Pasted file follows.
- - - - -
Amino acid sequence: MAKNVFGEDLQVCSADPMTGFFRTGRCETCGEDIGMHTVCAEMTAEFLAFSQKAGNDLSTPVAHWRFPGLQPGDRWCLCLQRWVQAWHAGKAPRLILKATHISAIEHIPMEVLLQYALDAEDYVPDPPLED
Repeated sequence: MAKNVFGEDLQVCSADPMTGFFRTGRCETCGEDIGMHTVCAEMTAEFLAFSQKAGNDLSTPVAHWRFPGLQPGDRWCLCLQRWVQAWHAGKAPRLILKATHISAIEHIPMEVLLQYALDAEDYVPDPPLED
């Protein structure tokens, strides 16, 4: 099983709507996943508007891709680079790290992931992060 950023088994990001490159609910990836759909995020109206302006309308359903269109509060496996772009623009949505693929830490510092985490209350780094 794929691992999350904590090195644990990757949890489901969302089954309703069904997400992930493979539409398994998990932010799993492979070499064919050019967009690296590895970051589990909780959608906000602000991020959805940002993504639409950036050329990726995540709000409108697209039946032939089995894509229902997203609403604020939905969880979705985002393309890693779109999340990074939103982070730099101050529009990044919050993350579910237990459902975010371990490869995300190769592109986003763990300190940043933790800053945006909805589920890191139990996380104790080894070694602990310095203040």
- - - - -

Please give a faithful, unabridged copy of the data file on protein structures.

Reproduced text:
Amino acid sequence: MAKNVFGEDLQVCSADPMTGFFRTGRCETCGEDIGMHTVCAEMTAEFLAFSQKAGNDLSTPVAHWRFPGLQPGDRWCLCLQRWVQAWHAGKAPRLILKATHISAIEHIPMEVLLQYALDAEDYVPDPPLED
Repeated sequence: MAKNVFGEDLQVCSADPMTGFFRTGRCETCGEDIGMHTVCAEMTAEFLAFSQKAGNDLSTPVAHWRFPGLQPGDRWCLCLQRWVQAWHAGKAPRLILKATHISAIEHIPMEVLLQYALDAEDYVPDPPLED
């Protein structure tokens, strides 16, 4: 099983709507996943508007891709680079790290992931992060 950023088994990001490159609910990836759909995020109206302006309308359903269109509060496996772009623009949505693929830490510092985490209350780094 794929691992999350904590090195644990990757949890489901969302089954309703069904997400992930493979539409398994998990932010799993492979070499064919050019967009690296590895970051589990909780959608906000602000991020959805940002993504639409950036050329990726995540709000409108697209039946032939089995894509229902997203609403604020939905969880979705985002393309890693779109999340990074939103982070730099101050529009990044919050993350579910237990459902975010371990490869995300190769592109986003763990300190940043933790800053945006909805589920890191139990996380104790080894070694602990310095203040």